Come Ye Children: Practical Help Telling Children About Jesus (Ch Spurgeon Signature Classics Series)
Here are practical guidance and biblical principles for instructing the young in what King David called "the fear of the Lord". Spurgeon proceeds on the basis that telling young people about Jesus is the most important task given to anyone,...
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Here are practical guidance and biblical principles for instructing the young in what King David called "the fear of the Lord". Spurgeon proceeds on the basis that telling young people about Jesus is the most important task given to anyone, be they parent, teacher or youth leader. 160 pages, from CFP.
A thankless task or a waste of time. Two ways people use to describe the Christian training of children. You dont have to feel that way In this book you will find encouragement, practical help and Biblical principles. King David is used as an example to follow David said Come ye children, harken unto me I will teach you the fear of the Lord Spurgeon says You are not ashamed to tread in the footsteps of David, are you? Thus Spurgeon encourages the reader to imitate our Biblical fathers. You will also go away with a new vision of the importance of the work in which you are involved. C. H. Spurgeon shows us that telling young people about Jesus is the most important task given to anyone, be they parent, teacher or youth leader.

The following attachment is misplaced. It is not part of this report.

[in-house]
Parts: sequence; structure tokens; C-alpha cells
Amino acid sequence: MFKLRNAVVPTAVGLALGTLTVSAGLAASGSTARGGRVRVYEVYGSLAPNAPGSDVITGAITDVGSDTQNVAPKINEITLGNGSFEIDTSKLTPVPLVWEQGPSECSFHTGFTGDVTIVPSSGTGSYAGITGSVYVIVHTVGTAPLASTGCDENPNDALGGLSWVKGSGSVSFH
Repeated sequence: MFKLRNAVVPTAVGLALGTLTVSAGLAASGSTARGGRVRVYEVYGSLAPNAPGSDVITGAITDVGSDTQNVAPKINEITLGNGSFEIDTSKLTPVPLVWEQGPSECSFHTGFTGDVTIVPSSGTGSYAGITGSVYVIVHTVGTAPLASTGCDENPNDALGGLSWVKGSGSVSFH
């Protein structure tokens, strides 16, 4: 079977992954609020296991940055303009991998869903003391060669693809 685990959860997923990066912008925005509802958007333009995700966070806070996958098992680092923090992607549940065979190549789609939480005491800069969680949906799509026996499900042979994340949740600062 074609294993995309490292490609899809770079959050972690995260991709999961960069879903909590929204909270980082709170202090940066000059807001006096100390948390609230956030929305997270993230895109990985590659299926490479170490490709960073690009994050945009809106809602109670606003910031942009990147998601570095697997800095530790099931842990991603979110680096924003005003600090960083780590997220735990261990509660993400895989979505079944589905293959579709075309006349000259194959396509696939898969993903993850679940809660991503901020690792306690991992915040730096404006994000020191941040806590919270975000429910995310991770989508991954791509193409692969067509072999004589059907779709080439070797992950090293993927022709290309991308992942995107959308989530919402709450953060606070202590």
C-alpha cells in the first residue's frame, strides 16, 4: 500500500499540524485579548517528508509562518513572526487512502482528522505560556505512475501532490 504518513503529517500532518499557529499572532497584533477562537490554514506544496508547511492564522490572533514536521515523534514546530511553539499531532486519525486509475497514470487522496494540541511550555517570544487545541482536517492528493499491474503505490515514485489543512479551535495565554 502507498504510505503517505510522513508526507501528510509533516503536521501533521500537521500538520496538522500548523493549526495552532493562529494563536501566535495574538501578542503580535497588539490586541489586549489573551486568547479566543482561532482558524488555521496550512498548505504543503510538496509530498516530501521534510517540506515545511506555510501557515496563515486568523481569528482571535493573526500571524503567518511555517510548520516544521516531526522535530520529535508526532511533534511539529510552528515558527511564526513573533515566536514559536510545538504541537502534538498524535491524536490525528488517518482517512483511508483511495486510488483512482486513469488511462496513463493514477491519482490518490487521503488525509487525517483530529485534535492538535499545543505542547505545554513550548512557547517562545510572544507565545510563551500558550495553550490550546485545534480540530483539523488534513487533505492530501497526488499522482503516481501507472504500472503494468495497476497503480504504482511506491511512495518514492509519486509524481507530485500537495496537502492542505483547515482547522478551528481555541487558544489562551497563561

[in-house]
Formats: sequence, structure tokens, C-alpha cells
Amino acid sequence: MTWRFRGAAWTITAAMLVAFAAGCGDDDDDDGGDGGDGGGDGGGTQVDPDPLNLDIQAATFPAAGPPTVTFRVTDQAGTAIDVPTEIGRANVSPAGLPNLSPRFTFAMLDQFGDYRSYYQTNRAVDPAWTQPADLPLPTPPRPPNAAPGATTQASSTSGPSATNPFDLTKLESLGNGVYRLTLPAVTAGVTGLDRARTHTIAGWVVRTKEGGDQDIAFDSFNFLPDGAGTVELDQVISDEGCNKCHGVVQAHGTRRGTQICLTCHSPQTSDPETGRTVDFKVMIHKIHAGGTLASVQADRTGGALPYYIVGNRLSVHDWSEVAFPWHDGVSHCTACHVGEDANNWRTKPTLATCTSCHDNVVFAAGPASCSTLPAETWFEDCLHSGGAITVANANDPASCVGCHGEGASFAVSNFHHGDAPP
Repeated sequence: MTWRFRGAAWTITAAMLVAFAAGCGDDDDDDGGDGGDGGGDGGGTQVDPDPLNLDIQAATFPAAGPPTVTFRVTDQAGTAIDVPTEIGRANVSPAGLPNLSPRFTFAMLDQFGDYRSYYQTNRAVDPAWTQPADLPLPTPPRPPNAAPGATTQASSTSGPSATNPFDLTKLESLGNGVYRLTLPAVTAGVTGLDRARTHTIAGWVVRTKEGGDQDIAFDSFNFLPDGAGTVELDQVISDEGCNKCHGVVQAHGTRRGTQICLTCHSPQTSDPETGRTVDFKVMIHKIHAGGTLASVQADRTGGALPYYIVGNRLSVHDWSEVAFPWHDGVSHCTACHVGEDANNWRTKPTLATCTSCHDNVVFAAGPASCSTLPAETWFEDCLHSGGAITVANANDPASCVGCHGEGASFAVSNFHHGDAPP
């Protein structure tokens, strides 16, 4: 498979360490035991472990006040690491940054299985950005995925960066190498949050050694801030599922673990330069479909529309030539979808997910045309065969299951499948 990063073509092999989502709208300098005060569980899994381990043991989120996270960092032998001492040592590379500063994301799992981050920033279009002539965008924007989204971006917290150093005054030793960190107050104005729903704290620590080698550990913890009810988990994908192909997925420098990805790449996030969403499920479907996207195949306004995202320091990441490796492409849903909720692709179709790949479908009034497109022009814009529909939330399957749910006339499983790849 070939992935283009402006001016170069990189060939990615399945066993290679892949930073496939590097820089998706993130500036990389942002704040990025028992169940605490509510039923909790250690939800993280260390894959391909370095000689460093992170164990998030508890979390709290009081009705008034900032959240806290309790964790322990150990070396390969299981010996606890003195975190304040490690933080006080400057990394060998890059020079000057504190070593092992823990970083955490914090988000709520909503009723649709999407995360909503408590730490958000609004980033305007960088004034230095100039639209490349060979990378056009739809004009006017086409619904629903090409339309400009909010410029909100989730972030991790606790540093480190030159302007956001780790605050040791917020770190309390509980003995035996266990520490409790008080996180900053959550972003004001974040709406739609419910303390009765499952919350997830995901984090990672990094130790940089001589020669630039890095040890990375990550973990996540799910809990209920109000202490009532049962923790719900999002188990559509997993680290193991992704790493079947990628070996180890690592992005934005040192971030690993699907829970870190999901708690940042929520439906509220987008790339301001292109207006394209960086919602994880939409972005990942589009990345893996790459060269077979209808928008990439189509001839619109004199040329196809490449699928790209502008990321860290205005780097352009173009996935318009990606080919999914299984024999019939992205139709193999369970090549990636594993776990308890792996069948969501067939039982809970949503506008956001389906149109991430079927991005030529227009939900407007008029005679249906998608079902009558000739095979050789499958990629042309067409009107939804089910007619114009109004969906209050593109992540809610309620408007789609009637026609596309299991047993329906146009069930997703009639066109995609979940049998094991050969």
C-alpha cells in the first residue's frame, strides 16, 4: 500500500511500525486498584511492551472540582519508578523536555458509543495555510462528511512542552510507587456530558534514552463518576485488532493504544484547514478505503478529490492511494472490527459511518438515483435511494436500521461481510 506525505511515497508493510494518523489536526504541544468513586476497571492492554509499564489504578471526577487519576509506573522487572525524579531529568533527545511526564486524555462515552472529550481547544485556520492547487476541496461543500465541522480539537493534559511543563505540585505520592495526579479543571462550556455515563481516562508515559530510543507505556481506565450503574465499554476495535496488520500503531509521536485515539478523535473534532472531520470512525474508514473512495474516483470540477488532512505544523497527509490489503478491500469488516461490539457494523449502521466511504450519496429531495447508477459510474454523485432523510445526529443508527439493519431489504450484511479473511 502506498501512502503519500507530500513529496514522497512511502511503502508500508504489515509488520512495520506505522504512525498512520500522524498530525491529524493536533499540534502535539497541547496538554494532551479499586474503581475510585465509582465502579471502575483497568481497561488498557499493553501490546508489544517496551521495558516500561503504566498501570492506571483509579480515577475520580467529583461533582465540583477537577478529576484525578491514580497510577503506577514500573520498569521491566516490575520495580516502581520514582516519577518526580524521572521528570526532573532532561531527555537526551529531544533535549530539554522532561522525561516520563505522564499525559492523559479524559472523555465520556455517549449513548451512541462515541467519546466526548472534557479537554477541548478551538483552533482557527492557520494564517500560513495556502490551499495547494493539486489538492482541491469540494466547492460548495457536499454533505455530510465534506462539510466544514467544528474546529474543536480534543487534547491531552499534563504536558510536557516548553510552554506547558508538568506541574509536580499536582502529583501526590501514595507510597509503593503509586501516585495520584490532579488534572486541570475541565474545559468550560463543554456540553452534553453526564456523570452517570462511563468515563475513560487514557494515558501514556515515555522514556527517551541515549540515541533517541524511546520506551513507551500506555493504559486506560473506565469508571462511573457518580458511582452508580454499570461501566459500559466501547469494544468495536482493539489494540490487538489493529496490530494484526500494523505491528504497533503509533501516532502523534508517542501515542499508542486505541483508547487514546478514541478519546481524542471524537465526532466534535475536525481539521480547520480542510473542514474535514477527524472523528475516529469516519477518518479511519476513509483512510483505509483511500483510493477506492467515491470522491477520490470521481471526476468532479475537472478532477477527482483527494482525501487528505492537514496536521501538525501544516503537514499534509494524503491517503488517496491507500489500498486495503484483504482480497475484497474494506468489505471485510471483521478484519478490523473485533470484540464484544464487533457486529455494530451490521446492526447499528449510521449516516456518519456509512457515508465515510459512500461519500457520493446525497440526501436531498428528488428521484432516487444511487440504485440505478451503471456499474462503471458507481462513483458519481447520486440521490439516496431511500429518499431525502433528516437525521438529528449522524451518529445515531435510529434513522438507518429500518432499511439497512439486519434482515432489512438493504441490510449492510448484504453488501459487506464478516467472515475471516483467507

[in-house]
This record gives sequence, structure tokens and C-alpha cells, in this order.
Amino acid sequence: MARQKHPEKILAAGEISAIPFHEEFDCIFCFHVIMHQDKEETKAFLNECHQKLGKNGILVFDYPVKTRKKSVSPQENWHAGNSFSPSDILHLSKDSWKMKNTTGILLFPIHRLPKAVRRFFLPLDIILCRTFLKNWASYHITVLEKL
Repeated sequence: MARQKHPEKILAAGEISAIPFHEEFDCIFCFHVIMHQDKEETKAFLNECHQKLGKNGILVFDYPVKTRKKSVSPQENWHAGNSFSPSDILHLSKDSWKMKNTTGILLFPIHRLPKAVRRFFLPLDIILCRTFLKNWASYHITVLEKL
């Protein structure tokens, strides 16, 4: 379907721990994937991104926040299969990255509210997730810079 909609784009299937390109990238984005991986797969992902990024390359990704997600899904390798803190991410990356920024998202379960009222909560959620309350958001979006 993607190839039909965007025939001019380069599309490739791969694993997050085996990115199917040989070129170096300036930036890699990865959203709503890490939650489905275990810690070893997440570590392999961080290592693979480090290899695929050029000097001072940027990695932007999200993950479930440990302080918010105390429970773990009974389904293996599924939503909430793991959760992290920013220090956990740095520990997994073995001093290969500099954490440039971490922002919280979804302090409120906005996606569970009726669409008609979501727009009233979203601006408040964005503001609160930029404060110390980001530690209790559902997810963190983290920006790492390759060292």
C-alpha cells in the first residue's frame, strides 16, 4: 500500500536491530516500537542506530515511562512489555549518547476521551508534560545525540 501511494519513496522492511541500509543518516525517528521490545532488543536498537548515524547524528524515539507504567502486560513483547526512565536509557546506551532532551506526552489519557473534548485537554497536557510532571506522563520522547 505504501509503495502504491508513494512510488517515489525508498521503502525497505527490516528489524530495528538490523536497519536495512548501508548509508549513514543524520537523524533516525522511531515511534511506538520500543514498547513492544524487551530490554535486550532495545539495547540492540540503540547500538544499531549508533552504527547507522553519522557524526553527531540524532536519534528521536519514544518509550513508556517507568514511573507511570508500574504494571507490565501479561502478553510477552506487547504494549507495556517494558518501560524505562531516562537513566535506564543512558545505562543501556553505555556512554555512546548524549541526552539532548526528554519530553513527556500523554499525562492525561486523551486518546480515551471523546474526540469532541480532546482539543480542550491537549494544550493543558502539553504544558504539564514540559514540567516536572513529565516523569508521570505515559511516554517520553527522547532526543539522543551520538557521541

Charles Haddon Spurgeon, (1834 - 1892) served for thirty years as preacher and pastor of London's six-thousand-seat Metropolitan Tabernacle. Converted in 1850 at the age of fifteen, he began to help the poor and to hand out tracts; he was known as "The Boy Preacher." He preached his first sermon at the age of sixteen. At age eighteen, he became the pastor of Waterbeach Baptist Chapel, preaching in a barn. In 1856, Spurgeon married Susannah Thompson; they had twin sons, both of whom later entered the ministry. Spurgeon's compelling sermons and lively preaching style drew multitudes of people, and many came to Christ. Soon, the crowds had grown so large that they blocked the narrow streets near the church. Services eventually had to be held in rented halls, and Spurgeon often preached to congregations of more than ten thousand. The Metropolitan Tabernacle was built in 1861 to accommodate the large numbers of people. The prime minister of England, members of the royal family, and Florence Nightingale, among others, went to hear him preach. Spurgeon preached to an estimated ten million people throughout his life. Not surprisingly, he is called the "Prince of Preachers". In addition to his powerful preaching, Spurgeon founded and supported charitable outreaches, including educational institutions. He also founded the famous Stockwell Orphanage. His writings, including thousands of sermons, are still popular with pastors and devotional readers who, like him, treasure the gospel of God's grace.